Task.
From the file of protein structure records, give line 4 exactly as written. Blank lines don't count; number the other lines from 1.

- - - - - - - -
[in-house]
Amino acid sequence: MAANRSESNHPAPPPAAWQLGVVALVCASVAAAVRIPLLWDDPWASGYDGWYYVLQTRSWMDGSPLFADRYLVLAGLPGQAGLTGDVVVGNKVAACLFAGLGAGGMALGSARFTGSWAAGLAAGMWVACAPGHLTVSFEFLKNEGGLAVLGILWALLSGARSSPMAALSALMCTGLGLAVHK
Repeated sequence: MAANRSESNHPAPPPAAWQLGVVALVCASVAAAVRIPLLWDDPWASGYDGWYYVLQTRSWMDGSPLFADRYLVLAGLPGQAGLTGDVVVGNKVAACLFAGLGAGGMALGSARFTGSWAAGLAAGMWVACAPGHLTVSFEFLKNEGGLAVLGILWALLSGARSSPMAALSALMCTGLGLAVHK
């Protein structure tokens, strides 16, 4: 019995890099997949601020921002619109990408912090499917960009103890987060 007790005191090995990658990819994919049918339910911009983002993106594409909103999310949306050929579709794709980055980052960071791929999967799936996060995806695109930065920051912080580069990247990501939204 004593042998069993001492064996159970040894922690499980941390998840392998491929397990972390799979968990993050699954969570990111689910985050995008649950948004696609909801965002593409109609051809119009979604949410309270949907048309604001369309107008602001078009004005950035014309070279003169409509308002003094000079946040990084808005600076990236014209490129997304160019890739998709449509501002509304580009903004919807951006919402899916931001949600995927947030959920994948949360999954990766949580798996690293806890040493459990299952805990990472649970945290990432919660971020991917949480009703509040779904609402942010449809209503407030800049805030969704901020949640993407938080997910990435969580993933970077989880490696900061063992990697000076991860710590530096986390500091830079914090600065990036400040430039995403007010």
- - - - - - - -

């Protein structure tokens, strides 16, 4: 019995890099997949601020921002619109990408912090499917960009103890987060 007790005191090995990658990819994919049918339910911009983002993106594409909103999310949306050929579709794709980055980052960071791929999967799936996060995806695109930065920051912080580069990247990501939204 004593042998069993001492064996159970040894922690499980941390998840392998491929397990972390799979968990993050699954969570990111689910985050995008649950948004696609909801965002593409109609051809119009979604949410309270949907048309604001369309107008602001078009004005950035014309070279003169409509308002003094000079946040990084808005600076990236014209490129997304160019890739998709449509501002509304580009903004919807951006919402899916931001949600995927947030959920994948949360999954990766949580798996690293806890040493459990299952805990990472649970945290990432919660971020991917949480009703509040779904609402942010449809209503407030800049805030969704901020949640993407938080997910990435969580993933970077989880490696900061063992990697000076991860710590530096986390500091830079914090600065990036400040430039995403007010």